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precaution! When the next dinner-party assembled, and a dozen persons had taken their seats at the table, Collins proceeded to hand the bread round, after the provincial fashion of twenty years ago; but by the time he reached his mistress, the last person of the dozen, the bread was gone. Collins," said she, in a low discreet whisper, 66 some bread, some more bread." Collin's whisper in reply was meant to be equally discreet, but it was more audible. "Please, ma'am, I did count heads, and cut twelve bits, but that 'ere gentleman has took two pieces!"

Collins, the page, was but the folly of a day; he speedily disappeared, and one Robin became his successor, who also was a victim to this spirit of innovation. He was a rustic of but one idea; which was to do whatever he was ordered as well as he could. If told to make haste, he would simply start off at the top of his speed; if told to fly, he would assuredly attempt with his arms and coat-flaps an imitation of the action of a bird, and fly as well as he was able. He understood all instructions literally; Robin had no imagination. To bring in everything upon a waiter, was an order he could easily comprehend; mistake was impossible. "Well, I declare!" cried Mrs. N. to some visitors one morning, "you haven't yet seen my pets;" (alluding to some pups that had just seen the light ;) "Robin, bring in the pets they are miracles." There was considerable delay, however, in the execution of this order. At last, however, when curiosity was at its height, and expectation on tiptoe, Robin did contrive, after a "to do" outside the door, to make a formal appearance with the pups, and to explain the delay thus, "Here be the pups, ma'am, only dang it, they won't keep on the waiter."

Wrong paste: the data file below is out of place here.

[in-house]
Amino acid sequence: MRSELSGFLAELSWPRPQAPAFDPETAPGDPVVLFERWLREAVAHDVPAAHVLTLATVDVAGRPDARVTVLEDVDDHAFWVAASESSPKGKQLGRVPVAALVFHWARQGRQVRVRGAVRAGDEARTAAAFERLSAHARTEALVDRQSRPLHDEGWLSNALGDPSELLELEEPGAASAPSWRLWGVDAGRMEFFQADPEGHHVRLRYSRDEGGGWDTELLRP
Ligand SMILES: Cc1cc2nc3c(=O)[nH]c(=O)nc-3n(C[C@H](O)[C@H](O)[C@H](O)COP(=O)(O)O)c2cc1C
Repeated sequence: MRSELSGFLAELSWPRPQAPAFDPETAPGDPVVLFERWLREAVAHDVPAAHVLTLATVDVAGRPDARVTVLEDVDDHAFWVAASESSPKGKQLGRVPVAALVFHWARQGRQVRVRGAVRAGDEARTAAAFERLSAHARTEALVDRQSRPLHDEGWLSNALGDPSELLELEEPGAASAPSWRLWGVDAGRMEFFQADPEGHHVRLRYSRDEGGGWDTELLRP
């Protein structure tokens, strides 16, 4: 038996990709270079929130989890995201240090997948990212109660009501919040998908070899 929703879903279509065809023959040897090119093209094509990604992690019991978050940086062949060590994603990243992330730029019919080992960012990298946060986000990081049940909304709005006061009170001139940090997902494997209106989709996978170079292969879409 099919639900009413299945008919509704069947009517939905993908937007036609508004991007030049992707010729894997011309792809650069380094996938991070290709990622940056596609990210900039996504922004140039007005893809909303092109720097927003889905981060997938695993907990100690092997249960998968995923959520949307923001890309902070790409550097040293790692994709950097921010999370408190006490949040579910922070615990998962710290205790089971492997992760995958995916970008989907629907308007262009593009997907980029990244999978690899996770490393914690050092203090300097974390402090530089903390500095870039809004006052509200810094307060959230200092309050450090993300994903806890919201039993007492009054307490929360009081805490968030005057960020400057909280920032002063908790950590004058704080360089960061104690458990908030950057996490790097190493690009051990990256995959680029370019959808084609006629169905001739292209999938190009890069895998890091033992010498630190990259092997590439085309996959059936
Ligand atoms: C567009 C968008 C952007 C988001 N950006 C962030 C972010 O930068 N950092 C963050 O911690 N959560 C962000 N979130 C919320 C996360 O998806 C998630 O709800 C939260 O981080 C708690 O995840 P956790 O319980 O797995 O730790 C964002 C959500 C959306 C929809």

Where the squire picked up Robin's successor, I never understood. He never appeared to have " organs, dimensions, senses, affections, passions;" he seemed to be simply a thing of clock-work. Never shall I forget his walking into the room one day, an hour after dinner, and fixing himself beside his master's chair while the squire was telling us one of his sporting stories, which were sometimes rather long, waiting patiently until the close for the signal to proceed, and then when the Squire had turned round leisurely to know what he wanted, saying in his slow tone, "When I went up stairs, sir, a little while ago, the house was a-fire! It's burning now."

But I ought to relate one more example of the manner in which the patience of the Squire's lady was tried, by the rusticity of her attendants, during the short season of her attempt to